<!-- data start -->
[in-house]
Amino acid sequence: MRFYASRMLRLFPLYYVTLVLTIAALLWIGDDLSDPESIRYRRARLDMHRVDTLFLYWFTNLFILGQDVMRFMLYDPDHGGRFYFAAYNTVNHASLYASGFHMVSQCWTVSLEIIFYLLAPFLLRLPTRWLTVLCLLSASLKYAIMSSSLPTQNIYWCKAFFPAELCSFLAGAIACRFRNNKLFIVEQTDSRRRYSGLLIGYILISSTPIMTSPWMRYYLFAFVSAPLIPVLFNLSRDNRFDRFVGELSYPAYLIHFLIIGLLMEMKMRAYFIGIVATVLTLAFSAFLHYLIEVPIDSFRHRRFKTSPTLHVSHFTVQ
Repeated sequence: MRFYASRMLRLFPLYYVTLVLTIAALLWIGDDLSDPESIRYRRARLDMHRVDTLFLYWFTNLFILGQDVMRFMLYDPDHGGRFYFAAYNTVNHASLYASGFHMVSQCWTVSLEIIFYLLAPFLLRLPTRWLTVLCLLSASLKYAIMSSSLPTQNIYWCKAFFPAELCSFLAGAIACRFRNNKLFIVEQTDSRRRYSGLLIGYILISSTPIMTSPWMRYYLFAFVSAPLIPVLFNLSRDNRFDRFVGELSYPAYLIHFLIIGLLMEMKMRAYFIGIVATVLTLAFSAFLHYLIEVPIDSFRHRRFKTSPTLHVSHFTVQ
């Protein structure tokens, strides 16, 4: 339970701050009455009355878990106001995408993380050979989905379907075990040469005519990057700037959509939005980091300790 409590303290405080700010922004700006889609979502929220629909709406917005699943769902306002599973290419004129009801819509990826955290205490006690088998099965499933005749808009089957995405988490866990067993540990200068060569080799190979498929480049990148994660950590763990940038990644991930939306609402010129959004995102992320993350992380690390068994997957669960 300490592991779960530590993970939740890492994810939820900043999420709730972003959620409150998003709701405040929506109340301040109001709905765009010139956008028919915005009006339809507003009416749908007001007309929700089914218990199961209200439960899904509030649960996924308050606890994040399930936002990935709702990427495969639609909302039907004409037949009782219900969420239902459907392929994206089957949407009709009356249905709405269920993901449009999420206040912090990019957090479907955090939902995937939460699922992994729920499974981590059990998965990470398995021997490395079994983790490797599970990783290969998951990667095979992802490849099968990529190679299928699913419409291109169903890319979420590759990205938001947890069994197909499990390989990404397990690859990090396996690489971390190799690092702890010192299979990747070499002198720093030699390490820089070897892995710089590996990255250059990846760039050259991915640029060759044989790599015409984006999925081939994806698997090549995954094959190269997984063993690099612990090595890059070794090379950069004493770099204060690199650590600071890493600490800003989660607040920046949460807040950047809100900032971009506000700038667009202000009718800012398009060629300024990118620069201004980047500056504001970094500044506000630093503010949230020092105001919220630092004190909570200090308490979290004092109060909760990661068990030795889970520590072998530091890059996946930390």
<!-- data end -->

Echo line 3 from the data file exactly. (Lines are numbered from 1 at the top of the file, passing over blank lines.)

Repeated sequence: MRFYASRMLRLFPLYYVTLVLTIAALLWIGDDLSDPESIRYRRARLDMHRVDTLFLYWFTNLFILGQDVMRFMLYDPDHGGRFYFAAYNTVNHASLYASGFHMVSQCWTVSLEIIFYLLAPFLLRLPTRWLTVLCLLSASLKYAIMSSSLPTQNIYWCKAFFPAELCSFLAGAIACRFRNNKLFIVEQTDSRRRYSGLLIGYILISSTPIMTSPWMRYYLFAFVSAPLIPVLFNLSRDNRFDRFVGELSYPAYLIHFLIIGLLMEMKMRAYFIGIVATVLTLAFSAFLHYLIEVPIDSFRHRRFKTSPTLHVSHFTVQ